Japanese citizen sentenced for $557,000 bank fraud in which he recruited compatriots to open accounts


OAKLAND, Calif. — A Japanese citizen was sentenced in federal court in Oakland July 11 to four years and three months in prison for conspiring in a $557,000 bank fraud in which he recruited compatriots to come to the United States to open accounts used in the scheme.

Yasuhiro Watanabe was sentenced by U.S. District Judge Jon Tigar, who also ordered him to pay $556,744 in restitution to Bank of America and Compass Bank.

Watanabe pleaded guilty before Tigar in March to one count of conspiracy to commit bank fraud.

U.S. Attorney Melinda Haag said Watanabe admitted in the plea that approximately once per month between 2009 and 2013, he recruited people in Japan to travel with him to the United States to open accounts at bank branches in California, Nevada and Arizona.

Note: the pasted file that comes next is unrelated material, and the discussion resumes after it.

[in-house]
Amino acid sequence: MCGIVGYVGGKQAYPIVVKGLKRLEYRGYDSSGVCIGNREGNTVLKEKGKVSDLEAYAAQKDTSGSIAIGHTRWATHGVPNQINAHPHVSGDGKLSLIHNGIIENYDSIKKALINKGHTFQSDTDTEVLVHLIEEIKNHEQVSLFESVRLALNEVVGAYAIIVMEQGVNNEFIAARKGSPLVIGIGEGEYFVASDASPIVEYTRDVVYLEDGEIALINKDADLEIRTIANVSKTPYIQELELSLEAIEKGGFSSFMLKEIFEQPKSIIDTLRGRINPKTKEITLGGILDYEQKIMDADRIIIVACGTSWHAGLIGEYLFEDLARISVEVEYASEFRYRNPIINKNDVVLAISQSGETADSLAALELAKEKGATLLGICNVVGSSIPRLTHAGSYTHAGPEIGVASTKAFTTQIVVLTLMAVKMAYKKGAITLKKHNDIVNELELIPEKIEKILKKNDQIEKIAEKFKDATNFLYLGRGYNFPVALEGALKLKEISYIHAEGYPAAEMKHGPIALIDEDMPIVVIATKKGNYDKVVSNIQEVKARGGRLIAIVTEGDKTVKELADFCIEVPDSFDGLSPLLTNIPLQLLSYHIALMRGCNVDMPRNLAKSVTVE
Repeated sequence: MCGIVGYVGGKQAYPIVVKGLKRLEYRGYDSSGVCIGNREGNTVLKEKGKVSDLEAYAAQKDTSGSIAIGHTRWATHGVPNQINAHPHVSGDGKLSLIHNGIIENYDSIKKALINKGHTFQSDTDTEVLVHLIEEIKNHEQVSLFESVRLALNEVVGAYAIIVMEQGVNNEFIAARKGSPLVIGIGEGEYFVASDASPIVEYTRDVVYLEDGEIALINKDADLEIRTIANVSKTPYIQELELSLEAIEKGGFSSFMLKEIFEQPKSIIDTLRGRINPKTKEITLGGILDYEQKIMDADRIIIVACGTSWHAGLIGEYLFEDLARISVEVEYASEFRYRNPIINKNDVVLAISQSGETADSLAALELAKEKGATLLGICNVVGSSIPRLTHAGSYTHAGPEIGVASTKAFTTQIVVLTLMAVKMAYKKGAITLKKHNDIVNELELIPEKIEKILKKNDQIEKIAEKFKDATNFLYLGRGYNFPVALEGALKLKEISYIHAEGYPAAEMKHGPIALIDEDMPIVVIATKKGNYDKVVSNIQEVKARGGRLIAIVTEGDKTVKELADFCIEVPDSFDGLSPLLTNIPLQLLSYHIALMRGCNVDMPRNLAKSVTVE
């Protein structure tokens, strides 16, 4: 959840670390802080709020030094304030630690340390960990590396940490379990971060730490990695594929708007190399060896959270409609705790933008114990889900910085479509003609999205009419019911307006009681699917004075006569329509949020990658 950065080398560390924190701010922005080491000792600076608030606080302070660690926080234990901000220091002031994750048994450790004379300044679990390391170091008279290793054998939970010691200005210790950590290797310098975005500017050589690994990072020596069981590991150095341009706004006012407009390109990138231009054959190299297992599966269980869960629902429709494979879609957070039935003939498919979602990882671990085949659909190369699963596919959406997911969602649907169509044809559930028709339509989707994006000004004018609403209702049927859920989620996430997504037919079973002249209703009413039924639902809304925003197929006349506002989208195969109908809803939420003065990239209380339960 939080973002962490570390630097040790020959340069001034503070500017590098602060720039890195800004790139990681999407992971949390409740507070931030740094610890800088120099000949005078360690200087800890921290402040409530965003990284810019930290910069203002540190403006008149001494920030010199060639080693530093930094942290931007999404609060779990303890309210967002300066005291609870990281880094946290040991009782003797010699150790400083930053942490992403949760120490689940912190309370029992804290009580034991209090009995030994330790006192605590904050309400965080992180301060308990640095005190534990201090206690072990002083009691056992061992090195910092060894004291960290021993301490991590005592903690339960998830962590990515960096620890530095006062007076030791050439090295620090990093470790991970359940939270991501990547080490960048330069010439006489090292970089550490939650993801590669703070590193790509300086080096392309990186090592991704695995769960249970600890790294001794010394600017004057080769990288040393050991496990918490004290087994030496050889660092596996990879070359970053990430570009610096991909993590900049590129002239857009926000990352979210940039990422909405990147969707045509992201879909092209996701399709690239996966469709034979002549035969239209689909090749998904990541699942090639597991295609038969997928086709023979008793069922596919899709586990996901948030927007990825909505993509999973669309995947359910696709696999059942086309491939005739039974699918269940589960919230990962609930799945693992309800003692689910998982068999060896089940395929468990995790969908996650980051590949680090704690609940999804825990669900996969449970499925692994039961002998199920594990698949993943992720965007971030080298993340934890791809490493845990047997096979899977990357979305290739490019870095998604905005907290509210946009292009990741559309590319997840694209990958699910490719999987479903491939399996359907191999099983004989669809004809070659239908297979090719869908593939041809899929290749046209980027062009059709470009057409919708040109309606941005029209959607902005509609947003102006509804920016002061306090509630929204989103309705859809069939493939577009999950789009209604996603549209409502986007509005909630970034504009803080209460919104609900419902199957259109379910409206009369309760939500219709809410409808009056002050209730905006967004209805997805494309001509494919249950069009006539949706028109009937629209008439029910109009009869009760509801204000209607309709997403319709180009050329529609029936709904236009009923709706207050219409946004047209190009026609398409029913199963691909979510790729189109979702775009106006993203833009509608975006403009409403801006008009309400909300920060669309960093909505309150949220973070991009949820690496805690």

Watanabe would fund the accounts with wire transfers of between $1,000 and $2,000 from bank accounts in Japan. He typically paid his associates’ travel expenses and a fee of $1,000, Haag said.

Watanabe would then use the bank debit cards in Japan to buy items such as train tickets and jewelry that cost more than the amount remaining in the bank accounts, and would then resell the goods in Japan for cash.

Prosecutors said in a filing that the scheme caused Bank of America to lose about $450,000 and Compass Bank $106,000.

Watanabe’s lawyer, Assistant Federal Public Defender Angela Hansen, unsuccessfully sought a lesser sentence of three years and one month in prison.

Hansen said in a sentencing brief that Watanabe is “deeply ashamed and remorseful for what he did” and that he carried out the scheme to support his wife and two young children.

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